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When AI Keeps You From Getting Your Dream Job

Imagine if…you were president of your university’s Future of Finance club, top in your Finance program and still couldn’t land a coveted invite to an exclusive recruiting event.

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Your mom worked two and sometimes three jobs to ensure you would be able to go to college. While you missed her being there for some of your best high school moments, you also understood it was a sacrifice she was making for your benefit. Though she always said you were one of the best things to happen to her, she wanted a better life for you. She would ask you repeatedly what you wanted to be when you grew up.

You researched jobs that would make the most money so you could take care of her like she always took care of you. It was for this reason that becoming a financial advisor was at the top of your list. You worked hard getting good grades to get into the best university for it.

You learned that your favorite financial firm would be on site recruiting even before graduation. You couldn’t wait to get back and tell the guys. As one of only a few women in the Finance program you had learned early how to adapt everything from your communication style to clothing in order to earn their friendship and most importantly their respect.

This was key to being considered a leader in the Finance program at your prestigious university. They often said your class cohort would become your network and it was worth more than a thousand grades to your future career.

But a strange thing happened when you got to class. The guys seemed to know all about the pre-recruitment efforts. In their hands, they had invites to an exclusive event being held by the firm that night. Since you were the leader of the Future of Finance club they assumed you were not only invited but responsible for bringing the firm to the university in such a big way.

That night all you could think about as you sat with a bowl of ramen in your room, was how much fun and networking the guys were up to. Just to torture yourself, you looked the event up online only to find out your favorite finance role model was there. They no doubt brought out the best of the firm in order to entice the cream of the crop to sign with them right then.

But you were cream of the crop. You had worked hard to become the top of your Finance program. You couldn’t understand why you weren’t invited. Discrimination was something that only happened to older people. You had never heard of this happening to people your age. People your age were much more enlightened. Yet, here you were at home, while it seemed like all the guys were at the event.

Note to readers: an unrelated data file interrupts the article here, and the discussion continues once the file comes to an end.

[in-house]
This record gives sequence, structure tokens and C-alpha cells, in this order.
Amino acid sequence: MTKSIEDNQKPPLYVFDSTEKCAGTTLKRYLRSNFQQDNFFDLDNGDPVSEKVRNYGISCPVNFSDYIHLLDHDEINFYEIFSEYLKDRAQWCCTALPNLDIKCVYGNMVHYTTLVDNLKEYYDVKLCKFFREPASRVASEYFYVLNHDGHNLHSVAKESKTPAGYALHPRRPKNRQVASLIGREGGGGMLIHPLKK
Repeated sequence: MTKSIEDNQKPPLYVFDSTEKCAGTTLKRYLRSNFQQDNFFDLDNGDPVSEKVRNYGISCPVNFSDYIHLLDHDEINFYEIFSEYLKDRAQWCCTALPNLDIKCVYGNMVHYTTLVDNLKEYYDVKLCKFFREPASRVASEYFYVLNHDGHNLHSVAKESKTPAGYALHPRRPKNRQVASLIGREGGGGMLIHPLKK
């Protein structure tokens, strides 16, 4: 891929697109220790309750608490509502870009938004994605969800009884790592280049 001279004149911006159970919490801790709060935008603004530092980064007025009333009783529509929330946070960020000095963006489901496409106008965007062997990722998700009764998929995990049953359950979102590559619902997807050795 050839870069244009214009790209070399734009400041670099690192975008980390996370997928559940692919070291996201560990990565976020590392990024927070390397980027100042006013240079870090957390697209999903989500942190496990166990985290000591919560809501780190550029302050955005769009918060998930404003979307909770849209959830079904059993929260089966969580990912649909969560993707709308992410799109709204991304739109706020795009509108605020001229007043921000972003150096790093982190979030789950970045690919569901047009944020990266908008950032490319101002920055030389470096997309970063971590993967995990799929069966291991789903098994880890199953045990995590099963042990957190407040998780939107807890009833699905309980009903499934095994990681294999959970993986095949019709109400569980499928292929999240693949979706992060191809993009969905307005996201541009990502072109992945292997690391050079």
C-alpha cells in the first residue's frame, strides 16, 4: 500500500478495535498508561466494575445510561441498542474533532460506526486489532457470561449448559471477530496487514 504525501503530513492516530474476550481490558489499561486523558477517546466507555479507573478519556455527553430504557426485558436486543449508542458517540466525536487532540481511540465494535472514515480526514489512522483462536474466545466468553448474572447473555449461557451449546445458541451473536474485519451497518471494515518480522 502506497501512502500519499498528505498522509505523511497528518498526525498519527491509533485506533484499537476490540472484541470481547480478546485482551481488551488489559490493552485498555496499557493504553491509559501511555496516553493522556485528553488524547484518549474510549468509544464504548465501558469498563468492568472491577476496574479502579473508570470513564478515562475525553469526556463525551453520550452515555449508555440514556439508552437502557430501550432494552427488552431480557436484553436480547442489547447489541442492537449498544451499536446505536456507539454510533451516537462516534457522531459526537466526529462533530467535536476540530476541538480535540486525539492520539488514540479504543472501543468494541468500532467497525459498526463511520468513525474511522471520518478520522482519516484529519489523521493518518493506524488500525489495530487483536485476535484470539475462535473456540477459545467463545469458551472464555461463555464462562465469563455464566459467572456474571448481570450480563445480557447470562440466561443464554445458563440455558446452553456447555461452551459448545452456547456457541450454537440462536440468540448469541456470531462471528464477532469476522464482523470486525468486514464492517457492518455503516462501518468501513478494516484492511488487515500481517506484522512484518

The next day the guys wanted to know why you didn’t come; they had been expecting you. They told you all about how you would have been one of the only women there except your role model of course — another reason they were surprised you weren’t there. You didn’t want to seem whiney or resentful but their persistent questions about why you weren’t there finally resulted in you telling them you weren’t invited.

They were surprised. Then you thought about your biggest rival in the finance cohort, a Samoan guy named Manaia. You asked the guys if he was invited. He was second behind you in the class. The guys confirmed he was not there.

You were now beginning to suspect this really was discrimination. You call your favorite financial firm and ask them how the invite list was determined. The firm’s rep assures you that it was done in the most non-biased way possible. The firm prides itself on using only the newest recruitment techniques.

She says the algorithm selects only the qualities of their best people and then match those to the pool of candidates at the school. If you weren’t selected it’s because you are simply not like their best. The firm’s rep hangs up leaving you full of questions and wondering if you have picked the right profession.

This situation changed everything for you. You know one thing for sure. You no longer idolize the firm or want to work there if this is how they do things.

Questions to think about: (take the quiz to see answers)

1) Do you think the firm intentionally left out diverse candidates?

2) What kind of person do you think the “best qualities” are modeled after given who was invited to the recruitment event?

3) Do you think the data scientists checked the data they trained the algorithm on to see if it included diverse candidates?

4) Does there appear to be any feedback loop to the developers of the algorithm so that they could tweak the algorithm as issues arise?

5) Has the firm violated Equal Employment Opportunity laws by not inviting diverse clients to their recruitment event?

6) What can the firm do better to be more inclusive?

7) Is there anything our Finance student can do about this situation?

Inspired by the following news stories:

Jeffrey Dastin, Amazon scraps secret AI recruiting tool that showed bias against women, Reuters (October 9, 2018),

Peter Cappelli, Your Approach to Hiring is All Wrong, Harvard Business Review. (May 2019),

Drew Harwell, HireVue’s AI face-scanning algorithm increasingly decides whether you deserve the job, Washington Post (November 6, 2019),

Help me make this article better.

Add your own experiences or thoughts to the comments section. I want to help recruiters, HR groups and data scientists understand how people can be affected by the use of hiring and recruitment algorithms and AI. I fear there is a thought that algorithms are less-biased, when in fact it depends on the data they were trained.

This article was originally published in Medium on Towards Data Science.



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